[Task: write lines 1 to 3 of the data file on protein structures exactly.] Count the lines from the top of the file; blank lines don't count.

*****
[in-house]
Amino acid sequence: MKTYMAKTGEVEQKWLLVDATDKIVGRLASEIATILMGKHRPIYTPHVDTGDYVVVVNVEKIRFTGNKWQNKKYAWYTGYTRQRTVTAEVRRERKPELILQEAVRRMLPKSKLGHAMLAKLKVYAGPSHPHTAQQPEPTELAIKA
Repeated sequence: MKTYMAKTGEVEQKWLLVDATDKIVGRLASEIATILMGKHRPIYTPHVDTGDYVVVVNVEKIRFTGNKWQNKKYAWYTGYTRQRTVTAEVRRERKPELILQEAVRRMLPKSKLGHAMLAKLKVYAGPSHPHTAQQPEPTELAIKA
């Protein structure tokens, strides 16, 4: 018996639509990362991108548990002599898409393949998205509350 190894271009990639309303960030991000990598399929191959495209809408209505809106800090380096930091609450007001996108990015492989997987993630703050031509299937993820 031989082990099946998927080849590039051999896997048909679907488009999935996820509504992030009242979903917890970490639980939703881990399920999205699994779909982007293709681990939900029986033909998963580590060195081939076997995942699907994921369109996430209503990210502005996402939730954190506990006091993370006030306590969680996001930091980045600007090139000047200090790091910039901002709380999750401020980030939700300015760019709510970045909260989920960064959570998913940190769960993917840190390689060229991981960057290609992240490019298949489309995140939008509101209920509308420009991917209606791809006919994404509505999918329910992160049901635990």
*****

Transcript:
[in-house]
Amino acid sequence: MKTYMAKTGEVEQKWLLVDATDKIVGRLASEIATILMGKHRPIYTPHVDTGDYVVVVNVEKIRFTGNKWQNKKYAWYTGYTRQRTVTAEVRRERKPELILQEAVRRMLPKSKLGHAMLAKLKVYAGPSHPHTAQQPEPTELAIKA
Repeated sequence: MKTYMAKTGEVEQKWLLVDATDKIVGRLASEIATILMGKHRPIYTPHVDTGDYVVVVNVEKIRFTGNKWQNKKYAWYTGYTRQRTVTAEVRRERKPELILQEAVRRMLPKSKLGHAMLAKLKVYAGPSHPHTAQQPEPTELAIKA